I have been employed at the same place for 4 years, the last year I have been harassed sexually the owner of the business.

Asked 8 months ago - San Francisco, CA

I have text messages that go back the year in which he expresses his feelings and I tell him repeatedly I am not interested. I used to make it thru my days, now it is all I can do to not walk out and quit.. Are text messages admissible and do they prove what I am saying is true? What are my options?

Attorney answers (6)

  1. Tuvia Korobkin

    Contributor Level 12

    9

    Lawyers agree

    Answered . Depending on the precise circumstances and facts of your situation, you may have a case for sexual harassment. You should consult an experienced California employment lawyer immediately.

    The text messages may be admissible, and, if they indeed contain sexual advances by your boss, they could serve as strong evidence in support of your claim.

    Good luck to you.

  2. Michael Elliott Rubinstein

    Contributor Level 12

    8

    Lawyers agree

    Answered . My colleague Mr. Korobkin has given you solid advice. The owner's conduct is inappropriate. Preserve the text messages--you can also print them for safekeeping. You should meet with an employment attorney to discuss this serious matter as soon as possible.

  3. Neil Pedersen

    Contributor Level 20

    8

    Lawyers agree

    Answered . To answer your specific question, yes, text messages are fully admissible in a court of law to prove communications made between you and the harasser.

    A viable claim for sexual harassment requires that you be subjected to unwelcomed sexual comments or conduct that have reached a point where a judge or jury would find that they are so severe or pervasive as to fundamentally change your employment relationship and constitute a hostile or abusive work environment. That is likely what you are going through, but a full assessment of all of the facts and communications will be necessary before you can be confident that you have a viable case.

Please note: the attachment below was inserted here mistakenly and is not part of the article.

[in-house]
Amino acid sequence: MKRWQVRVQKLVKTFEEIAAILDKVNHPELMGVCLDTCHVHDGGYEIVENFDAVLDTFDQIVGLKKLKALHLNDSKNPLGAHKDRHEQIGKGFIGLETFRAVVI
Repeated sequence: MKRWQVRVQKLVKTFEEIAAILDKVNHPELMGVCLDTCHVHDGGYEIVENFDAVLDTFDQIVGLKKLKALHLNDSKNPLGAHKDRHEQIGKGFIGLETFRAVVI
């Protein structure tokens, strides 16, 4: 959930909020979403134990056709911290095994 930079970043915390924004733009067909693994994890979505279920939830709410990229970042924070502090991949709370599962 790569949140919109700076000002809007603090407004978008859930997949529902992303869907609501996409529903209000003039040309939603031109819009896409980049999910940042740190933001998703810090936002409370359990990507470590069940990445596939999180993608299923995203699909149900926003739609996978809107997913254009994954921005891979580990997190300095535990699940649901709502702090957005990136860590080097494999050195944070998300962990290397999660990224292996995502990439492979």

It is therefore important that you locate and consult with an experienced employment law attorney as soon as possible to explore your facts and determine your options. I would suggest you look either on this site in the Find a Lawyer section, or go to www.cela.org, the home page for the California Employment Lawyers Association, an organization whose members are dedicated to the representation of employees against their employers.

    Most employment attorneys who practice this area of law work on a contingency basis, meaning you can hire an attorney without paying any money until the matter results in a positive outcome for you. Many advance all the costs of the litigation as well. Do not let fear of fees and costs keep you from finding a good attorney.

    Good luck to you.

    This answer should not be construed to create any attorney-client relationship. Such a relationship can be formed... more
  4. Frank Wei-Hong Chen

    Contributor Level 20

    7

    Lawyers agree